My brother Rog and I lived in California in 1969 when he got drafted into the Army while I was going to junior college with a 2-S (student) deferment. The 2-S meant your military obligation was deferred (or put off) until you finished or dropped out of school. I stayed in school, but I felt torn because my father had served in WWII as a B-17 copilot and I believed Rog would soon be going to Vietnam–and shouldn’t I serve? I went to the Marine Corp recruiter in San Jose. I was 18, not very athletic, and I had been told the military would “make you a man”. My big problem was I felt volunteering for the military meant volunteering for killing someone, and my 18-year-old conscience said I couldn’t do that. I told the recruiter I wanted to apply for the Officer Candidate School. This meant I would stay in college and learn to be a Marine officer on weekends and in the summer. At graduation I would become a Marine Lieutenant on active duty for three years (as I recall). The recruiter gave me a bus ticket and off I went to Moffett Airfield (by San Francisco Bay) for physical fitness examination.
The room was a great old airplane hanger bigger than a football field and filled with a circle of 500 young men who had either enlisted or been drafted into military service. A doctor in the middle of the room called out “injuries”. For example, he yelled, “Anybody got a bad knee?” Hands would go up. A team of doctors went around the ring checking for “bad knees”. One man raised his hand every time for every “injury”. One man told me he drank a quart of soy sauce so his heart would pound. I passed every test except the vision test. When I returned to the recruiter the next day, he gave me the news. “You can’t quality for Officer Training, but I can still get you into the Corp as a soldier! You can enlist right now!” I said I hadn’t thought about that. I said I had only thought about Officer Candidate School and staying in school. He said, “I think you need somebody to make your decision for you! Give me ten pushups!” I did twenty, and left there in a hurry, feeling ashamed and sad. (In my old age I know I probably wouldn’t have survived very long as a Marine Corp lieutenant in Vietnam).
I moved to Nebraska to be close to my girlfriend. We both went to school at Dana College, a Lutheran college. I still felt very confused about whether I should enlist, or not. Now at the wise old age of 19, I made the brilliant decision to let fate make my decision. I wrote my draft board in San Jose and told them to take away my 2-S deferment and make me 1-A, the designation that meant you were eligible and ripe for military service. I finally got a notice back from my draft board saying I was no longer 2-S. I was now 4-D. I had to look that up on the list of designations. The 4-D signified I was a “divinity student” and therefore ineligible for the draft. I will never know how that happened and I took that as my answer that fate did not intend me as a soldier in this lifetime.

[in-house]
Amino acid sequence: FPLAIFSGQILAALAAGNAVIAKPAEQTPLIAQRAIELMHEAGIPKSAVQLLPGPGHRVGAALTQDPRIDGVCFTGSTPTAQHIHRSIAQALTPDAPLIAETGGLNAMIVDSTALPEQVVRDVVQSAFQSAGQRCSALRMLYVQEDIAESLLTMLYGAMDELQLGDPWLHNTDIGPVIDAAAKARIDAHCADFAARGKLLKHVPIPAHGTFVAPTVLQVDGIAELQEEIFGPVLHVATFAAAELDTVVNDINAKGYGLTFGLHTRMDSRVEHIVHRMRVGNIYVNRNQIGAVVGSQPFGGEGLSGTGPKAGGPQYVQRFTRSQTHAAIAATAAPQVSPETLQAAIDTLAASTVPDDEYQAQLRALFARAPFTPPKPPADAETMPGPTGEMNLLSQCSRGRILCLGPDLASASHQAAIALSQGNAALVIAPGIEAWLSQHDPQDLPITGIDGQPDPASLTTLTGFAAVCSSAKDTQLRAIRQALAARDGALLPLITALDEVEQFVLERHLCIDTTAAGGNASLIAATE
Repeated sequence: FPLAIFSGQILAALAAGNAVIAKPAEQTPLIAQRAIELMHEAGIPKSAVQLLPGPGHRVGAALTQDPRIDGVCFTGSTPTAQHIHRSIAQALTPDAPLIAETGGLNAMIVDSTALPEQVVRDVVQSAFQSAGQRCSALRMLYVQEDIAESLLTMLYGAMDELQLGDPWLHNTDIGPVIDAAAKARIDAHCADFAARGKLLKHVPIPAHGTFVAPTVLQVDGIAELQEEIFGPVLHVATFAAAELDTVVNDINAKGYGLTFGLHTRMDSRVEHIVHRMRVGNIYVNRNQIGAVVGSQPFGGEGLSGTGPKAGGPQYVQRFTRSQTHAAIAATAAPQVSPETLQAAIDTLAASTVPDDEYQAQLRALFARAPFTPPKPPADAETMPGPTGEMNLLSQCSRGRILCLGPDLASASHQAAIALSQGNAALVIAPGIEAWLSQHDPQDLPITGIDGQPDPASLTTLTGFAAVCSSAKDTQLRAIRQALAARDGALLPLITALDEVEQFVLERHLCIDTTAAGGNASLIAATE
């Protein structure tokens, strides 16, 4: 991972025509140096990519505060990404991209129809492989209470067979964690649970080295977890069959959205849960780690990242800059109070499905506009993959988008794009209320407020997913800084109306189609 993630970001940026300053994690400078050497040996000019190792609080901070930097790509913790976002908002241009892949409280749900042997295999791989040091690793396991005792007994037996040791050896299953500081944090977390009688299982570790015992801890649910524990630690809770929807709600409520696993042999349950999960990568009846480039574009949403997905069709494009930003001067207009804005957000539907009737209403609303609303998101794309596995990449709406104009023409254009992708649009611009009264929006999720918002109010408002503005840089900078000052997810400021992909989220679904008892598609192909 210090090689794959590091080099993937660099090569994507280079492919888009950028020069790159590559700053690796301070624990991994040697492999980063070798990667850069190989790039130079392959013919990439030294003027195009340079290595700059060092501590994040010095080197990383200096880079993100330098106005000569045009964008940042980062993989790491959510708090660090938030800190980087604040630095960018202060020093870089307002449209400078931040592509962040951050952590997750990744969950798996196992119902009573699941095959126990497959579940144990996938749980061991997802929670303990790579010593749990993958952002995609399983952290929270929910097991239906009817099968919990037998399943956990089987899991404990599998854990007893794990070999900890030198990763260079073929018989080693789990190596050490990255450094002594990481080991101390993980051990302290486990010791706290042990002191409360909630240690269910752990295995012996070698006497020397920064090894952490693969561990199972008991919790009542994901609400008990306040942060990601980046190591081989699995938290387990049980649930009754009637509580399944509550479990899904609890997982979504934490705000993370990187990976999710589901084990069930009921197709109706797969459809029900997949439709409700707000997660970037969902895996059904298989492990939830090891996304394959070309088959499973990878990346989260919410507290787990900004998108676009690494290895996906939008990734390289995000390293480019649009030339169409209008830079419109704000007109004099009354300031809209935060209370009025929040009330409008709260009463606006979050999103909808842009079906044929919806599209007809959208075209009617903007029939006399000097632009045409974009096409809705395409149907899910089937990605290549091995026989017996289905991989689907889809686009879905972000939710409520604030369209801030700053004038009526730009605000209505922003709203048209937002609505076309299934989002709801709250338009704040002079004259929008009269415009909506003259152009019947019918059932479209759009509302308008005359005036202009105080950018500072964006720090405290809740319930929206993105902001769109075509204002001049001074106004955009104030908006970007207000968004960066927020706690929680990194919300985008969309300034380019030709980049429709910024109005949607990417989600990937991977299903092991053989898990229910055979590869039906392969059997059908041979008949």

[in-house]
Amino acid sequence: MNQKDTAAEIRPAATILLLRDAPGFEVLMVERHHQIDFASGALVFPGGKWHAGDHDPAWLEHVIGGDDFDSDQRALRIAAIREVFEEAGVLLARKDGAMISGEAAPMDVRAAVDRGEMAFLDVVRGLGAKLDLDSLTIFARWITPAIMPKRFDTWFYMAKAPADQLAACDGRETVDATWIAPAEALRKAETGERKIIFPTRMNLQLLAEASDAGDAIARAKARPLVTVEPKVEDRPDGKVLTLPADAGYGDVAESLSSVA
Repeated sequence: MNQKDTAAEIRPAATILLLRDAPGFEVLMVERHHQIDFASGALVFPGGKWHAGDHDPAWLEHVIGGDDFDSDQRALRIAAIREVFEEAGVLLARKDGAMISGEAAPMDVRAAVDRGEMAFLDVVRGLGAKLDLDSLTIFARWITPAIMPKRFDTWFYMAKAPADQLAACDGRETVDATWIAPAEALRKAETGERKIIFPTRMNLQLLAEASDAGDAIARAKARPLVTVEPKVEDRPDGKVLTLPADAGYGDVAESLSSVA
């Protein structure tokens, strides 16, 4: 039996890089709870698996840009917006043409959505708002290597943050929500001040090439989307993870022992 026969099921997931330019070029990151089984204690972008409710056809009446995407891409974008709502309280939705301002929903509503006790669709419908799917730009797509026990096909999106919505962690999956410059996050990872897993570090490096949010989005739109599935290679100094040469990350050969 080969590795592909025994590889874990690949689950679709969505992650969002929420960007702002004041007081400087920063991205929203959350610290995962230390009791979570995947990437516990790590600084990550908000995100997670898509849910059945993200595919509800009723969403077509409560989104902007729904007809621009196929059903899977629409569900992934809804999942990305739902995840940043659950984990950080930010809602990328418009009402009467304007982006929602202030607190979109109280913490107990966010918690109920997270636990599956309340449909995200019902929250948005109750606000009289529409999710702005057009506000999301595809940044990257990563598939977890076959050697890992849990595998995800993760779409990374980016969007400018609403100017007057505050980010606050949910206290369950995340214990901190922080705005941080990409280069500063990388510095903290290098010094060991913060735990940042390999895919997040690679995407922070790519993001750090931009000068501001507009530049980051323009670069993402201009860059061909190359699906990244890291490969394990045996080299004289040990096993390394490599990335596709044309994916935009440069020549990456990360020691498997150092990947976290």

A short time later (I think it was early 1970) the Draft Lottery was televised and we watched in the student union TV lounge as our birthday dates were drawn out of a tumbler. Those who got low numbers (who would be the first to be drafted) turned away in shock and despair. My birthday, October 27th, got a high number (187??) and I was told I would no longer need to worry about the military draft. If I wanted military service I would have to voluntarily enlist. Then Rog returned from Vietnam in late 1970 and told me in no uncertain terms that he did not want me to go to Vietnam. And that’s how I ended up not going into service and not going to Vietnam.
And I will always feel second-best to those who went and those who served in Vietnam.
Now I’ve given you all the Letters from Viet Nam from Rog, and I believe he wrote in a humorous style to hide the horror and terror of what he was doing. But there are other things I remember, things he told me. And right now it feels like two of the letters are missing (right before and after he got wounded) because I can remember things he wrote that I can no longer find on paper.
He wrote: Don’t believe what you read in the papers. We don’t fight for patriotism or democracy. We fight to keep alive, to protect our buddies–and we fight to get payback on our buddies who were killed. That’s why we fight.
He wrote: The wounded guys all look like zombies. Don’t come here, Phil. There is Clausen blood in this ground and one Clausen is enough for this war. Don’t come here.
I can’t remember if he said his machinegun was 50 or 60 caliber. He wrote: The door-gunner machine gun is so powerful I can chop down a tree with it. You can’t imagine what it does to a body.
After Rog died, his stepson Dave told me Rog used to scream in his sleep at night at home. Rog didn’t want to talk about it. But finally he told Dave, “I’m here at the shit plant (the water treatment plant in Palo Alto, CA). and the gooks are coming over wire, over the fence. The gooks are overrunning the plant and I can’t stop them. They’re coming….”
Philip Atlas Clausen is author of The Black Butterfly Woman, a Vietnam era novel about the war. Purchase now at https://goo.gl/MBDMU2 Available as softbound or e-book.